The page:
Your little explorer is getting more independent and curious by the day. She may have plucked up the courage to take her first steps on her own. If so, give her lots of applause. This will reassure her, and motivate her to keep trying out her new-found skill. Most 13-month-olds are able to grab a block and drop it into a container. Your toddler will have great fun with this, and will be happy to show you what she can do over and over again, as she loves repetition. Your toddler may even be getting skilled enough with her hands to scribble with a crayon. You’re officially well into the second year of your little one’s life! If the first year was a whirlwind, this one is full of many more exciting growth and developmental milestones. As your toddler's mobility improves — he may be cruising or walking independently now — he’ll be eager to explore the world around him. Expect him to get into plenty of places he shouldn’t (now’s a good time to childproof those kitchen cabinets!). And even though your toddler may not be saying much yet, he’ll still find plenty of ways to get his message across: by pointing at what he wants, tugging you by your pants legs into the kitchen, or grabbing your phone right out of your hands. Here’s what else you can expect from your 13-month-old toddler.
yes..Some children don't walk until 17 months or 18 months or even later. Whether she's crawling, shuffling or cruising around the room holding onto furniture, the important thing is that she is on the move. Your toddler no longer has to wait to be carried or pushed to get to where she wants to be. The world is opening up to her and that's exciting, but it can be a bit scary for her too. Stay close to your toddler in case her explorations mean she takes a tumble or gives herself a fright.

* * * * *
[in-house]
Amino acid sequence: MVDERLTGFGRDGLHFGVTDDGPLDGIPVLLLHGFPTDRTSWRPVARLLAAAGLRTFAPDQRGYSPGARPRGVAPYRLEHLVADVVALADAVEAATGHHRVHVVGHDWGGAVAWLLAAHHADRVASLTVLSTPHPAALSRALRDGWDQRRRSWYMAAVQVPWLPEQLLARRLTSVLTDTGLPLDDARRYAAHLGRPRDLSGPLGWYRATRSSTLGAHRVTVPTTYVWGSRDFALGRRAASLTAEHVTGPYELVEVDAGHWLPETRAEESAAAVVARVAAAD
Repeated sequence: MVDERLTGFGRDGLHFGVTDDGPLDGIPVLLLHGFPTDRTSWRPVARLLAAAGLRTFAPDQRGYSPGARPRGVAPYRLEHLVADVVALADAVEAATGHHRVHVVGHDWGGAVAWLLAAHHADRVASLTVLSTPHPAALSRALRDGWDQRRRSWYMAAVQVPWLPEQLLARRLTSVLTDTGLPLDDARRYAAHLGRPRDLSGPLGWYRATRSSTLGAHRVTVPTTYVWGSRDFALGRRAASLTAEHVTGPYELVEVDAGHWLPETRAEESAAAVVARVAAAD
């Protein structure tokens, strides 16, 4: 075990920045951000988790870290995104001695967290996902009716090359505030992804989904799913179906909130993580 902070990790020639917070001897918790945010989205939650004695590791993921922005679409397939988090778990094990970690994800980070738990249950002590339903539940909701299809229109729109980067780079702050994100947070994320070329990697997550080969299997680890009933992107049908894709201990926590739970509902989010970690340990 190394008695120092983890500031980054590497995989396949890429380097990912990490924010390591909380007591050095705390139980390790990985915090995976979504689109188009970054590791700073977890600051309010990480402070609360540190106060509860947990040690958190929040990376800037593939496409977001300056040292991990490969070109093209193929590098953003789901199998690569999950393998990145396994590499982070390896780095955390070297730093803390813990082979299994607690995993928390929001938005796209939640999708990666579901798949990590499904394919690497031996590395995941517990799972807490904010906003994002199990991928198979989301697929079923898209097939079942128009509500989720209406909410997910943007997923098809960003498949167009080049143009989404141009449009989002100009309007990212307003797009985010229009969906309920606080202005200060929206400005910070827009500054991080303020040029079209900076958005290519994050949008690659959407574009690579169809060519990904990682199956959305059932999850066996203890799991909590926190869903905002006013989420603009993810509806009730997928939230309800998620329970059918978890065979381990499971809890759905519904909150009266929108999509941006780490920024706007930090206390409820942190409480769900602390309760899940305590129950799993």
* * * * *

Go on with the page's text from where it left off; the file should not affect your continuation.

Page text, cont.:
She probably thinks she can! Just as your toddler's legs are getting stronger, she's also getting more capable with her hands. Your toddler can pick up her spoon and will be making lots of mess as she tries to get her food somewhere near her mouth. As your toddler's play mostly involves experimentation, she's as likely to try new things with food as she is to see what a new toy can do. Your toddler is curious about the consequences of her actions: "What happens if I rub my fingers in the sauce?"
Your toddler has probably got the hang of "mummum" or "dada" and may be able to use one or two other words. That said, your toddler is a great communicator. She doesn't need much vocabulary to make her desires known. When she wants to get down, she'll point down. When she wants your attention, she'll tug your clothes. Your toddler is also understanding most of the simple language you use around her every day. Help your toddler to learn by talking to her as much as you can. Teach her to fix words to things by pointing out the names of everyday objects. Say the names and colours of fruits and vegetables as you handle them at the supermarket. Count stair steps as you climb them.
All the exploring, growing and thinking your toddler is doing is tiring for her. She'll need to sleep for an average of 14 hours over a 24-hour period. About 11 and a half hours of this should be at night. This means your toddler still needs one or two daytime naps to ensure she gets enough sleep. Try to keep your toddler's sleep routine the same each day and night, even when you're away from home.